This is never a good time of year for me. It is dark and cold and gray and gloomy in my little corner of the world. I am not a fan of any of those words. I am determined that I will live on a sunny beach at some point in my near future, taking long walks to the sound of waves crashing onto shore, soaking up the warmth of the day on my bare shoulders. But for now, I am here, and I am full of undeserved self-pity. I am certain that my life is pointless and that I am in no way contributing to the well-being of any with whom I cross paths. I have, and it pains me to say this, crossed over to the dark side. That is so not me.
I shared my plight with friends. One suggested I hole up with a cozy blanket, a latte, and keyboard, and pour my thoughts onto the page. Another prompted me to start up a gratitude journal. Given that I preach gratitude, believe in the power of gratitude, and am fully aware of the health benefits of gratitude, it surprised me a bit that I had dug a spot in the graveyard of my mind and given it proper burial. Time, I think, to resurrect the dead. So, in my effort to focus on all that I have and not what I don’t, I share with you that for which I give thanks. As much, though, as I appreciate what you bring to this blog as reader, these words go a little higher up.
Blessed Father in Heaven,
Let’s get the formalities out of the way. Yes, I am thankful for my family and my friends and the fact that I am warm and fed and clothed, but there is so much more. You know this, but I will say it anyway.
I am thankful for the opportunity to teach and to write and to further my education. I am thankful, too, for the childhood into which I was born and for the fact that that childhood nearly ended almost before it had begun.
Every day you provide me opportunity to stand in front of others and make a difference. Isn’t this all any of us really want? Give me the words that others need to hear. Put before me those who need what I have to offer. Help me to show others what it is they have to offer and to encourage them to go out and use that to do your work. Let me be a light in the darkness. I am tempted, here, to break out into song. You know me. You know that I would do that. This little light of mine. I do so want to let it shine.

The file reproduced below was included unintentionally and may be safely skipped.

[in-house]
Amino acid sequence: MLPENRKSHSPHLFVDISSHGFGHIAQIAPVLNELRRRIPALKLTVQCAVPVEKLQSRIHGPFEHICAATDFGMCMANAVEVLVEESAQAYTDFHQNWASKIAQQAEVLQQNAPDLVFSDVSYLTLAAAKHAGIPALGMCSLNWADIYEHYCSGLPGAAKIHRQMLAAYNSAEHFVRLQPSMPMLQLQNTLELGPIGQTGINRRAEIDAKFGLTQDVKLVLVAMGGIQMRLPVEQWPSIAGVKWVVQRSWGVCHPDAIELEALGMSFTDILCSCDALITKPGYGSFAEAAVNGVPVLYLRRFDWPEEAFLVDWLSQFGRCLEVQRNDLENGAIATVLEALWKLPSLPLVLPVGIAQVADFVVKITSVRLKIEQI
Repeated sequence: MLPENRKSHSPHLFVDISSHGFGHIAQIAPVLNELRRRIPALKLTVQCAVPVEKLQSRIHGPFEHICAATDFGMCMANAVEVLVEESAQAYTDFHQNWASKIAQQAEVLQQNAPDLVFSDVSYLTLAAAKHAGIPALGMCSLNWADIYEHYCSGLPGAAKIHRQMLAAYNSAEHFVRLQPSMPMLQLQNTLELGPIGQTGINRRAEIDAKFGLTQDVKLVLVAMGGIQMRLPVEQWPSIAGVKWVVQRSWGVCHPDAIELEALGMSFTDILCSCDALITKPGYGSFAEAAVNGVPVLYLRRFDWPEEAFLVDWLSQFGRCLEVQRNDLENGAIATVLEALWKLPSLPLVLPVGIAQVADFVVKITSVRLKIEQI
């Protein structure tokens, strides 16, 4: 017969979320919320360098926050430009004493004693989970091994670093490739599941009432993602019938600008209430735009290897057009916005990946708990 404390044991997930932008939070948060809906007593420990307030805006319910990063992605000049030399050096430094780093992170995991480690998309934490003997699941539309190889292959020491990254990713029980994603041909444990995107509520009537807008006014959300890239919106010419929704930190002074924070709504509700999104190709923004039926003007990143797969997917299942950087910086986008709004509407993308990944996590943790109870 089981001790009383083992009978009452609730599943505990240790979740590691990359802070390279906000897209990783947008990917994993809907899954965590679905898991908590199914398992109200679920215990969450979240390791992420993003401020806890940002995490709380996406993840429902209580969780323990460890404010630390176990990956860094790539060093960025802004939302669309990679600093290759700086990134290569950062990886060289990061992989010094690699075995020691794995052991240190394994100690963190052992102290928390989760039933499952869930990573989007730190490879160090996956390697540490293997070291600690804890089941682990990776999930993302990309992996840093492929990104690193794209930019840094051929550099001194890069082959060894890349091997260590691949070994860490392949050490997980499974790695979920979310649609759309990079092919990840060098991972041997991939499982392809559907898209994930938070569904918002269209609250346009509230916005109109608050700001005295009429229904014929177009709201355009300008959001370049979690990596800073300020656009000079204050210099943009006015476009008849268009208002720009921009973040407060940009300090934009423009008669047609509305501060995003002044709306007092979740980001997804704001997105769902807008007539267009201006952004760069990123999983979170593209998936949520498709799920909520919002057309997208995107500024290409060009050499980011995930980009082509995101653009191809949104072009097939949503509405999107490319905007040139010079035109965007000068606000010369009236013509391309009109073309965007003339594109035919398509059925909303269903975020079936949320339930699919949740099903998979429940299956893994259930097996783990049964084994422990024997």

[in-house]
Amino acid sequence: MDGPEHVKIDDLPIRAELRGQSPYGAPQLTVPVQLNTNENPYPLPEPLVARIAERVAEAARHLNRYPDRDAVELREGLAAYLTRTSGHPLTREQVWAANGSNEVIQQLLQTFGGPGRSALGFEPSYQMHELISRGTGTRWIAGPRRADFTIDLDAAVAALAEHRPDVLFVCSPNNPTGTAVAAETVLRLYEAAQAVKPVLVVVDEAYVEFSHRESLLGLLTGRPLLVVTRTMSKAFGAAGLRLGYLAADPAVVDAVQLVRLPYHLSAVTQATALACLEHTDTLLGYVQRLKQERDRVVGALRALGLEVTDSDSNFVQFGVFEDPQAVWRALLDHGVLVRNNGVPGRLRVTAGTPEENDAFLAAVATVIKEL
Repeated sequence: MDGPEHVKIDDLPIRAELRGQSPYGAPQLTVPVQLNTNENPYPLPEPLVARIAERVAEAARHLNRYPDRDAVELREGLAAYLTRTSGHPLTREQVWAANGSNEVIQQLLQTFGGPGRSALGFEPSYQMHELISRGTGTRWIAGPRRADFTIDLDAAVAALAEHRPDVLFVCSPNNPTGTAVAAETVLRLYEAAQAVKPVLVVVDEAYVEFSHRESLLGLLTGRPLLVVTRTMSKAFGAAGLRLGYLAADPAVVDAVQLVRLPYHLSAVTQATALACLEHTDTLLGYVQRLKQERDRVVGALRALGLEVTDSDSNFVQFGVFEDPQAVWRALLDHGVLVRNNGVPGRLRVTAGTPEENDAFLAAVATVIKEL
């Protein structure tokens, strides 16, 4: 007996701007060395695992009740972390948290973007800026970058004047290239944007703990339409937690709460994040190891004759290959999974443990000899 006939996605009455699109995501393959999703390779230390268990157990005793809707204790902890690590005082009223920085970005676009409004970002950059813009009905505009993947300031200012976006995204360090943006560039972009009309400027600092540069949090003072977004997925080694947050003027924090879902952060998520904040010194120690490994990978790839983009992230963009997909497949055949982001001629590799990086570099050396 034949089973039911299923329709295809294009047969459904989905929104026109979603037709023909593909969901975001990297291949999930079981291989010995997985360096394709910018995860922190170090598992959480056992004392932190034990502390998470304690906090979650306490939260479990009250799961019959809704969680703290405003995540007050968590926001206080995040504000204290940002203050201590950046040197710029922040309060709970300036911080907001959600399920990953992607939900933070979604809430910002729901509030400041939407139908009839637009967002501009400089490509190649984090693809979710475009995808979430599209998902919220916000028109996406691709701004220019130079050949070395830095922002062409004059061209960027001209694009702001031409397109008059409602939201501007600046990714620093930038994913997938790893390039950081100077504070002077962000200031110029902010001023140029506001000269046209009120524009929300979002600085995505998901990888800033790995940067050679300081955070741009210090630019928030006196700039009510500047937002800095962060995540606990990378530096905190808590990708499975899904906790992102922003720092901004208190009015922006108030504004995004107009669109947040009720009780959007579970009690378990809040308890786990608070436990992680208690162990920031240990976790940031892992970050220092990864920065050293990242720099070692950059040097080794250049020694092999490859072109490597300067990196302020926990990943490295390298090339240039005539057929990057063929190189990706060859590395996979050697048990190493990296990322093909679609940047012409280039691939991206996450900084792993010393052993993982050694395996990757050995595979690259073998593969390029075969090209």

Every day you provide me opportunity to put to page the words you have given me. Every day you give me opportunity to move, motivate, encourage, inspire. Please give me the words that someone needs to hear. I know that what I say may not be needed now, but may be needed, instead, at some point down the road. I know that maybe my words will not speak to all, but may be for one. I am good with that. I am totally fine with it.
I have a friend now writing on his experience with cancer. His words move me. I know these words. I have seen them in my friends. I have seen them in my father. I am holding onto them. I may need them again. I pray that you give my friend guidance and strength and courage to face what it is that he will need to face. Be with him and guide him and comfort him. Comfort him with your love as he comforts me with his words.
I thank you for giving me the opportunity to further my education, an education I never thought would even begin let alone get to the point it has. I love school. I love everything about it. Thank you for giving me the opportunity to learn and to, in turn, share that experience with others.
I have heard that those who believe in past lifetimes believe that when we incarnate into physical form we choose the situation into which we are born. We choose the lessons that we will learn. We choose our parents. If this is so, I thank you for that choice. As an adult, I do not believe I would choose to be born into impoverished circumstance. The ridicule, the humiliation, the hardship is something no one ever can understand without experiencing and few would even acknowledge. As an adult, I would prefer to study the issue on an academic level. I am glad, though, for the cold nights and for the hunger when there was no food. I am glad for the loss and the loneliness and, even, yes, for the humiliation. Through this gift, you have given me strength. You have given me great compassion. You have put a love in my heart that is deep and real. Thank you. Thank you so much for that.
And thank you that you almost took it all away before it even had gotten started. Thank you for nearly taking this life when I was only six. I never gave that much thought. I’m sorry for that. I never gave it much thought until a friend nearly lost his own life some forty years later. How tragic, I thought, to lose such a wonderful opportunity. How tragic to not be on this earth to do your work, to spread your love, to help others to love themselves and to see what it is they have come to do. And, then, I remembered. I remembered that I nearly lost that opportunity myself, that I am here only because there is work I have yet to do.
And here I am sulking and complaining.
So I thank you. I thank you for the opportunity to teach, to write, to further my education. I thank you for my childhood and for the opportunity you give me each day to do what it is you have put me here to do.